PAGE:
Britain’s airport expansion situation explained

It was first mooted some time in 2006 and now it’s been accepted: Britain needs to expand its airport capacity to allow more people to fly into the country. However, 10 years on, the government is still dithering over whether to expand Heathrow, giving it a 3rd runway and 6th terminal, or Gatwick (with a 2nd runway and – potentially – 3rd terminal).

Things really started to move forward in 2012 with the establishing of the Airports Commission, chaired by Sir Howard Davies. In 2015 the commission came back with the verdict that Heathrow is the best candidate, as it is thought that it would deliver the most in terms of economic growth while not harming the environment too much.

David Cameron stated in 2015 that a final verdict on whether to expand Heathrow or Gatwick would be reached by the end of that year following Davies’ announcement. He later pushed this back to summer 2016 and then following his resignation as a result of the Brexit vote stated that it should be up to the new Prime Minister to decide.

Theresa May was poised to give her backing to Heathrow this month but now, following opposition from MPs within her own party has delayed a debate in Parliament until early 2018. Following Brexit, it is thought that she wants to unify her party and not initiate another divide between MPs. However, it is pretty obvious that it is just going to cause the opposite.

Foreign Secretary Boris Johnson has previously said that he would lie down ‘in front of the bulldozers’ if Heathrow was given the green light and Zac Goldsmith, the former Tory candidate for Mayor of London, has stated in the past that he would quit the Conservative party if the airport gets a 3rd runway. His constituency, Richmond Park, is a 20 minute drive from Heathrow and the MP is very popular there – he increased his majority by 19,000 votes in 2015 and even if he had to stand as an independent candidate, his anti-Heathrow policies could probably fend off whichever rival May chose to replace him with.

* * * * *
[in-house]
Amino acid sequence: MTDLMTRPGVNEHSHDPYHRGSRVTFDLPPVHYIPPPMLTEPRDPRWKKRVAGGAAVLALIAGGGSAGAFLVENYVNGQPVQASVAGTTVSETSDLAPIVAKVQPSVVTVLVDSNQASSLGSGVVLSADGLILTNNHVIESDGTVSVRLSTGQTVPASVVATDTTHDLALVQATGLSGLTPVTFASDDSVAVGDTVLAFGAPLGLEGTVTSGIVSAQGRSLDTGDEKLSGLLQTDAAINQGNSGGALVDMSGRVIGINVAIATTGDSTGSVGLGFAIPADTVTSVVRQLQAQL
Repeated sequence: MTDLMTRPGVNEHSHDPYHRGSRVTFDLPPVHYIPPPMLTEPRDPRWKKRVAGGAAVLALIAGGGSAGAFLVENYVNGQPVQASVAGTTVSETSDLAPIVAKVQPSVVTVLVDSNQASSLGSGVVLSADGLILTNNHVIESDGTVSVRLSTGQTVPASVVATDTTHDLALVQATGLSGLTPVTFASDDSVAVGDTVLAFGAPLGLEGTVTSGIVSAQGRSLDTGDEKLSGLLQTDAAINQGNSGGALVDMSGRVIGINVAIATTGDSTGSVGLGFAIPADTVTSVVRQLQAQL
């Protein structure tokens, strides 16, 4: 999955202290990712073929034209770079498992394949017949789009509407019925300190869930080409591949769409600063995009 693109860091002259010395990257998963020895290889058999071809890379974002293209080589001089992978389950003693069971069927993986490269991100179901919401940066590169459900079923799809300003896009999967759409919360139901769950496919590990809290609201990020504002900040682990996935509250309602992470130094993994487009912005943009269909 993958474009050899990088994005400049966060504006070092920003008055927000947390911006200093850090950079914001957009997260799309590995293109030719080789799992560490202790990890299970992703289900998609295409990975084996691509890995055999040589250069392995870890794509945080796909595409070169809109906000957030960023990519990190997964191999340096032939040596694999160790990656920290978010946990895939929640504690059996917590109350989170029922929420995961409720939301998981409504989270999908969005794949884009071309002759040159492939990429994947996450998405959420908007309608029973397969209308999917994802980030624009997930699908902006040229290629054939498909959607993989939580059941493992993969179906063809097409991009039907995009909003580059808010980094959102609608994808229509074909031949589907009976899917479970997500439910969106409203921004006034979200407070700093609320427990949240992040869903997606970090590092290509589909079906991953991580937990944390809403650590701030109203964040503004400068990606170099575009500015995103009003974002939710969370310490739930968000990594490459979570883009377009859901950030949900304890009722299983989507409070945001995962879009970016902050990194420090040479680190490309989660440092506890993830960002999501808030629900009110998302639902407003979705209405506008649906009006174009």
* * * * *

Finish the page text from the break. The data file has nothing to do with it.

Put simply, this delay is just going to lead to a year of internal-arguing amongst the Conservatives, especially pointless when a Heathrow verdict looks inevitable. Labour supports a Heathrow vote and with less than 60 Tories supporting Gatwick, May could easily get a vote through the Commons. In addition, the Prime Minister and Transport Secretary Chris Grayling both privately support a Heathrow vote.

With the economic uncertainties that have been produced by Brexit, now is the perfect time to invest in infrastructure. Plus, Britain needs a new airport: why delay a decision? The debate looks set to rage on but, personally, I can’t see the Prime Minister being able to hold out for 15 months. I’d put my money on Heathrow winning, with a verdict announced by summer next year.

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